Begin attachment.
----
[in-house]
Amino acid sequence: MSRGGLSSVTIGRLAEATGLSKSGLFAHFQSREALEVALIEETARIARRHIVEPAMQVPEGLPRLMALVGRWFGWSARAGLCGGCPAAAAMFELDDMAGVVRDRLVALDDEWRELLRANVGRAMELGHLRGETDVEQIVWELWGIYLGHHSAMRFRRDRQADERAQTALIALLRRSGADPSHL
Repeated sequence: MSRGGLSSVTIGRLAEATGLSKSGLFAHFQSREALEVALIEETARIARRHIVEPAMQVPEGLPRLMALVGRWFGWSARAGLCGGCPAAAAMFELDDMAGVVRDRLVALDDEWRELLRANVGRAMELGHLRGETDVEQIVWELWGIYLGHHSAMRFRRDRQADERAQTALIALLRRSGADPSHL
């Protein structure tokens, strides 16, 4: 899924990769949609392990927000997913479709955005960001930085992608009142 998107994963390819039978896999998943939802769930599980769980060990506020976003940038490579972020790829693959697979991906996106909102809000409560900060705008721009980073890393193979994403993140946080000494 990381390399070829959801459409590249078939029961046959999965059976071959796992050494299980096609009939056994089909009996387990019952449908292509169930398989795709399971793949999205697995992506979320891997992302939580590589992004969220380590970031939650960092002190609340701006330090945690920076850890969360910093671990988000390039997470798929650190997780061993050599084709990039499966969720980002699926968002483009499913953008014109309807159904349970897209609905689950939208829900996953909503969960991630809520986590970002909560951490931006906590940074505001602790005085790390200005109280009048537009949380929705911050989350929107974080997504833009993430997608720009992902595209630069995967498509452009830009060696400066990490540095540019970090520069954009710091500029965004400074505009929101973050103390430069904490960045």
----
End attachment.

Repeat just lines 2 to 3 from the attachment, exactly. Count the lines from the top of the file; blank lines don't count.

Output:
Amino acid sequence: MSRGGLSSVTIGRLAEATGLSKSGLFAHFQSREALEVALIEETARIARRHIVEPAMQVPEGLPRLMALVGRWFGWSARAGLCGGCPAAAAMFELDDMAGVVRDRLVALDDEWRELLRANVGRAMELGHLRGETDVEQIVWELWGIYLGHHSAMRFRRDRQADERAQTALIALLRRSGADPSHL
Repeated sequence: MSRGGLSSVTIGRLAEATGLSKSGLFAHFQSREALEVALIEETARIARRHIVEPAMQVPEGLPRLMALVGRWFGWSARAGLCGGCPAAAAMFELDDMAGVVRDRLVALDDEWRELLRANVGRAMELGHLRGETDVEQIVWELWGIYLGHHSAMRFRRDRQADERAQTALIALLRRSGADPSHL